Here is, I. An account of four things that are unsearchable, too wonderful to be fully known. And here,
1. The first three are natural things, and are only designed as comparisons for the illustration of the last. We cannot trace, (1.) An eagle in the air. Which way she has flown cannot be discovered either by the footstep or by the scent, as the way of a beast may upon ground; nor can we account for the wonderful swiftness of her flight, how soon she has gone beyond our ken. (2.) A serpent upon a rock. The way of a serpent in the sand we may find by the track, but not of a serpent upon the hard rock; nor can we describe how a serpent will, without feet, in a little time creep to the top of a rock. (3.) A ship in the midst of the sea. The leviathan indeed makes a path to shine after him, one would think the deep to be hoary (Job 41:32), but a ship leaves no mark behind it, and sometimes it is so tossed upon the waves that one would wonder how it lives at sea and gains its point. The kingdom of nature is full of wonders, marvellous things which the God of nature does, past finding out.
2. The fourth is a mystery of iniquity, more unaccountable than any of these; it belongs to the depths of Satan, that deceitfulness and that desperate wickedness of the heart which none can know, Jer. 17:9. It is twofold:—(1.) The cursed arts which a vile adulterer has to debauch a maid, and to persuade her to yield to his wicked and abominable lust. This is what a wanton poet wrote a whole book of, long since, Deut. arte amandi—On the art of love. By what pretensions and protestations of love, and all its powerful charms, promises of marriage, assurances of secresy and reward, is many an unwary virgin brought to sell her virtue, and honour, and peace, and soul, and all to a base traitor; for so all sinful lust is in the kingdom of love. The more artfully the temptation is managed the more watchful and resolute ought every pure heart to be against it. (2.) The cursed arts which a vile adulteress has to conceal her wickedness, especially from her husband, from whom she treacherously departs; so close are her intrigues with her lewd companions, and so craftily disguised, that it is as impossible to discover her as to track an eagle in the air. She eats the forbidden fruit, after the similitude of Adam’s transgression, and then wipes her mouth, that it may not betray itself, and with a bold and impudent face says, I have done no wickedness. [1.] To the world she denies the fact, and is ready to swear it that she is as chaste and modest as any woman, and never did the wickedness she is suspected of. Those are the works of darkness which are industriously kept from coming to the light. [2.] To her own conscience (if she have any left) she denies the fault, and will not own that that great wickedness is any wickedness at all, but an innocent entertainment. See Hos. 12:7, 8. Thus multitudes ruin their souls by calling evil good and out-facing their convictions with a self-justification.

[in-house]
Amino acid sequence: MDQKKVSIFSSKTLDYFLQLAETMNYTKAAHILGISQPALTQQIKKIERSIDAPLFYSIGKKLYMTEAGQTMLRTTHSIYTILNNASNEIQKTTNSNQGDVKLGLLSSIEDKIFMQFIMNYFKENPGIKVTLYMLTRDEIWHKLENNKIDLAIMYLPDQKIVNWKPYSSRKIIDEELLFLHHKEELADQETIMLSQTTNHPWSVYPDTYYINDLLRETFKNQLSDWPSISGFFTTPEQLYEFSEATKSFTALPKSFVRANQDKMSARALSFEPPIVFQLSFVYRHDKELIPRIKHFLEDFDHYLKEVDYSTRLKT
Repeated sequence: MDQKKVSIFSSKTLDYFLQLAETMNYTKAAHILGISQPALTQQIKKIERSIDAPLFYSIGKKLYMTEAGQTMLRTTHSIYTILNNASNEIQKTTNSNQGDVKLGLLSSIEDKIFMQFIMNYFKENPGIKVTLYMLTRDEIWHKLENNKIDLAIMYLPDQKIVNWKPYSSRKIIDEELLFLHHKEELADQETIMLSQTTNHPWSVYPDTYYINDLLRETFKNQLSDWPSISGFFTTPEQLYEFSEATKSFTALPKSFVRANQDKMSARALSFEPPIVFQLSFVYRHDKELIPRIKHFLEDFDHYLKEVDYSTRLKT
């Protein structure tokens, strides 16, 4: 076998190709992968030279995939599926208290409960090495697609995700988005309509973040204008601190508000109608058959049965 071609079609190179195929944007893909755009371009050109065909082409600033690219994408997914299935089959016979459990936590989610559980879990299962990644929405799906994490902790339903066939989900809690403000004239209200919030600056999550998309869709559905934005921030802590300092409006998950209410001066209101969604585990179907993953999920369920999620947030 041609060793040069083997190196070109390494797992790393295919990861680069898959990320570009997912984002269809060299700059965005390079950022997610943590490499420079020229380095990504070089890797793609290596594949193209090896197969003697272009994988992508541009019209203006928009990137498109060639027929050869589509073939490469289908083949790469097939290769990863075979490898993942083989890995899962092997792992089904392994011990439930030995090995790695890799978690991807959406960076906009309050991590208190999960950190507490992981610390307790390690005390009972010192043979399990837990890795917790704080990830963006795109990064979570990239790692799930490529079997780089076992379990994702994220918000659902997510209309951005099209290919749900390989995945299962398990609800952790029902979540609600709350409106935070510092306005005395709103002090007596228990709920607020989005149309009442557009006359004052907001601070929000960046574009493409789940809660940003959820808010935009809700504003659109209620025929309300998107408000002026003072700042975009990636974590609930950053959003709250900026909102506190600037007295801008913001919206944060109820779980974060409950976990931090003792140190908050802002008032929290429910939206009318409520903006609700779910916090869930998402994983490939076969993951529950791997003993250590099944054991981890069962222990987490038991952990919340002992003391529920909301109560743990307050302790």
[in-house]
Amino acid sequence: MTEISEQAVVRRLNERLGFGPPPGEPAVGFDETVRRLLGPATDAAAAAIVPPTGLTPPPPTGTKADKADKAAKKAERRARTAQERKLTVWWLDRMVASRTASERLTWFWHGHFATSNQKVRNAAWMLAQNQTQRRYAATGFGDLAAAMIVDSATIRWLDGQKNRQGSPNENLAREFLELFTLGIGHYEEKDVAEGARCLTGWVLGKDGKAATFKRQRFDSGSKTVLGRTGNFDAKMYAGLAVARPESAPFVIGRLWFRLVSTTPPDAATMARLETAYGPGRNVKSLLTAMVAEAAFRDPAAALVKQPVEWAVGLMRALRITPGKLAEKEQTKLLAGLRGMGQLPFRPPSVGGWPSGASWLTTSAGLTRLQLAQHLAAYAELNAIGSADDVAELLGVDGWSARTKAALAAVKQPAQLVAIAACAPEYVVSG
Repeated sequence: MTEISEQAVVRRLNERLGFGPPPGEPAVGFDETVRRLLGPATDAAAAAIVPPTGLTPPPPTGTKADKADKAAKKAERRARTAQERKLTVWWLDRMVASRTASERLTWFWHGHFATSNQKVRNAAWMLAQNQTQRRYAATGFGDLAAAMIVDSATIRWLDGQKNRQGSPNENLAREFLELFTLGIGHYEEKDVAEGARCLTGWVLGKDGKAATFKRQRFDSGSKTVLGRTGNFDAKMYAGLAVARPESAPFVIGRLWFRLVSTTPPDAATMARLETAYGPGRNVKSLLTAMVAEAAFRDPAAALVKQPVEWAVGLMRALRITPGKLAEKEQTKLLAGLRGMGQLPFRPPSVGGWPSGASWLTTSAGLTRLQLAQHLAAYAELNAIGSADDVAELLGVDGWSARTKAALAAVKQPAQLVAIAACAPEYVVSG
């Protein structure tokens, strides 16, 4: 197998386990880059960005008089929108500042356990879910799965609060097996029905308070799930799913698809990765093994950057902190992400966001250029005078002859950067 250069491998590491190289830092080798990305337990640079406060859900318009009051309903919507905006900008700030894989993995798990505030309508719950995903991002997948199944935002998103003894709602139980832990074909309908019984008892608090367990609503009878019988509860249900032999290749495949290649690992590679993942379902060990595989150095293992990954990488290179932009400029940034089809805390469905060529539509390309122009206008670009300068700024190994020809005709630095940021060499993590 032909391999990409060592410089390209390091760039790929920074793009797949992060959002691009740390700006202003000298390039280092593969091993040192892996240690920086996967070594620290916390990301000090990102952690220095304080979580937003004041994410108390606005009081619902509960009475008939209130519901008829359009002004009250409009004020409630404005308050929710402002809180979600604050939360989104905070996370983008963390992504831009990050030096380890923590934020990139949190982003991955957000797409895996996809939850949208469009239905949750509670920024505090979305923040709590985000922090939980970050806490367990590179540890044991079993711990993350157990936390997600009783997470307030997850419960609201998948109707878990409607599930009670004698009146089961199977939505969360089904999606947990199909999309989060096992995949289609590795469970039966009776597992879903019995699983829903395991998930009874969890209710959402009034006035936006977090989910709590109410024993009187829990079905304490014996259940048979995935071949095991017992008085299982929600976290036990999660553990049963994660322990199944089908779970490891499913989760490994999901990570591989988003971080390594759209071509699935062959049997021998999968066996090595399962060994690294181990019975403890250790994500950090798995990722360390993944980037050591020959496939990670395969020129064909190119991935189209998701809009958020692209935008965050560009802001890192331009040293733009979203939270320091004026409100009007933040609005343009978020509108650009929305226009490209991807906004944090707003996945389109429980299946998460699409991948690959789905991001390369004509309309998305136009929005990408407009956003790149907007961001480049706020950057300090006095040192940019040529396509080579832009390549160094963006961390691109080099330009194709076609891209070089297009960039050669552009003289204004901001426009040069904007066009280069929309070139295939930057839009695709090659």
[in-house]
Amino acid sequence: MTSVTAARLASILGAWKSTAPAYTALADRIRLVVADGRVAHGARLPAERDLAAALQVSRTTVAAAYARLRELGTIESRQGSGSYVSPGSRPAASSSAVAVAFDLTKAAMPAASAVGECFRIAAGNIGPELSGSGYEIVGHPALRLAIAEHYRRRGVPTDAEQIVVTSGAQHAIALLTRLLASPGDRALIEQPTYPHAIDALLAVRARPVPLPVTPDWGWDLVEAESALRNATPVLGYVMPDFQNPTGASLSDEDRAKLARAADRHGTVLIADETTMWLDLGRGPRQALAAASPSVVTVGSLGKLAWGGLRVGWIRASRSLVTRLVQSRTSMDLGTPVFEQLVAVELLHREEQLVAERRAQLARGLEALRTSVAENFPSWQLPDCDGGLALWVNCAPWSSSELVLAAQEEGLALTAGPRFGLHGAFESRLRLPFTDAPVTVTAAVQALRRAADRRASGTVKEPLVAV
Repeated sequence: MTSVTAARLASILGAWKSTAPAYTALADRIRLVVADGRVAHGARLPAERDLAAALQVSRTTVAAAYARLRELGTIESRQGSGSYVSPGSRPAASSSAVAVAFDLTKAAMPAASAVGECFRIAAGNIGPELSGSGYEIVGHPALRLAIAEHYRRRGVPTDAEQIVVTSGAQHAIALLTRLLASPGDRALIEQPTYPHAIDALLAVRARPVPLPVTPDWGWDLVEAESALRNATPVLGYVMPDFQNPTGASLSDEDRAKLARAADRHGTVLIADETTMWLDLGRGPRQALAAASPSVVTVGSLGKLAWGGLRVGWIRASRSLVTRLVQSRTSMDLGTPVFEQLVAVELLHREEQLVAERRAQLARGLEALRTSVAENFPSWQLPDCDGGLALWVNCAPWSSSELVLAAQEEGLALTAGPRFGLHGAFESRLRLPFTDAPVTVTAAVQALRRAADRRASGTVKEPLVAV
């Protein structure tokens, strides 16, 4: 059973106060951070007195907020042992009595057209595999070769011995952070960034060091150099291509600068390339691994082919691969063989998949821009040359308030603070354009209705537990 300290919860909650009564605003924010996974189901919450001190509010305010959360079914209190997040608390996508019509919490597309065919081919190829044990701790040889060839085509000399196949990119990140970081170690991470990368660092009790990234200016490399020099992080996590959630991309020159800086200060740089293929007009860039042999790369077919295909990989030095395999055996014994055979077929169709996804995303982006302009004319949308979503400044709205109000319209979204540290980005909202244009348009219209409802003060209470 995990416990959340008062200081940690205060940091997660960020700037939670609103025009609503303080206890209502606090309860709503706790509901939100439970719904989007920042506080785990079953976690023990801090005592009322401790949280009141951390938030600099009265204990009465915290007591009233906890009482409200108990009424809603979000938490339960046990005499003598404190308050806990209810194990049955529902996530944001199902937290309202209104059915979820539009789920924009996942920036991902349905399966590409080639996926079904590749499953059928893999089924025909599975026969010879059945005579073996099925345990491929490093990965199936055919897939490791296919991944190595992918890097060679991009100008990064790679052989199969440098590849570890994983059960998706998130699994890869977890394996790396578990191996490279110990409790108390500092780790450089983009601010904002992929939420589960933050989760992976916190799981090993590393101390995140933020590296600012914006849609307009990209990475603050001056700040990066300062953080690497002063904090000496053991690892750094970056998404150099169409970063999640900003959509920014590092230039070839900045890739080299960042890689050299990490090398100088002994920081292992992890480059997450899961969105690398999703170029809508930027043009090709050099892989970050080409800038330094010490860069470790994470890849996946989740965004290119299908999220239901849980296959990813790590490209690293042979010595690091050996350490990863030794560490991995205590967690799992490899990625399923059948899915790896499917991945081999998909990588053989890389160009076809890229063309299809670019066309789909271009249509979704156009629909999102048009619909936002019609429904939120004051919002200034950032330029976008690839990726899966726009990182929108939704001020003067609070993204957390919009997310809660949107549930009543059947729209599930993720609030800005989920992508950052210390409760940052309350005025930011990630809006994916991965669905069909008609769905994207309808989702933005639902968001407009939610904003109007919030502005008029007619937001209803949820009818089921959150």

II. An account of four things that are intolerable, that is, four sorts of persons that are very troublesome to the places where they live and the relations and companies they are in; the earth is disquieted for them, and groans under them as a burden it cannot bear, and they are all much alike:—1. A servant when he is advanced, and entrusted with power, who is, of all others, most insolent and imperious; witness Tobiah the servant, the Ammonite, Neh. 2:10. 2. A fool, a silly, rude, boisterous, vicious man, who when he has grown rich, and is partaking of the pleasures of the table, will disturb all the company with his extravagant talk and the affronts he will put upon those about him. 3. An ill-natured, cross-grained, woman, when she gets a husband, one who, having made herself odious by her pride and sourness, so that one would not have thought any body would ever love her, yet, if at last she be married, that honourable estate makes her more intolerably scornful and spiteful than ever. It is a pity that that which should sweeten the disposition should have a contrary effect. A gracious woman, when she is married, will be yet more obliging. 4. An old maid-servant that has prevailed with her mistress, by humouring her, and, as we say, getting the length of her foot, to leave her what she has, or is as dear to her as if she was to be her heir, such a one likewise will be intolerably proud and malicious, and think all too little that her mistress gives her, and herself wronged if any thing be left from her. Let those therefore whom Providence has advanced to honour from mean beginnings carefully watch against that sin which will most easily beset them, pride and haughtiness, which will in them, of all others, be most insufferable and inexcusable; and let them humble themselves with the remembrance of the rock out of which they were hewn.
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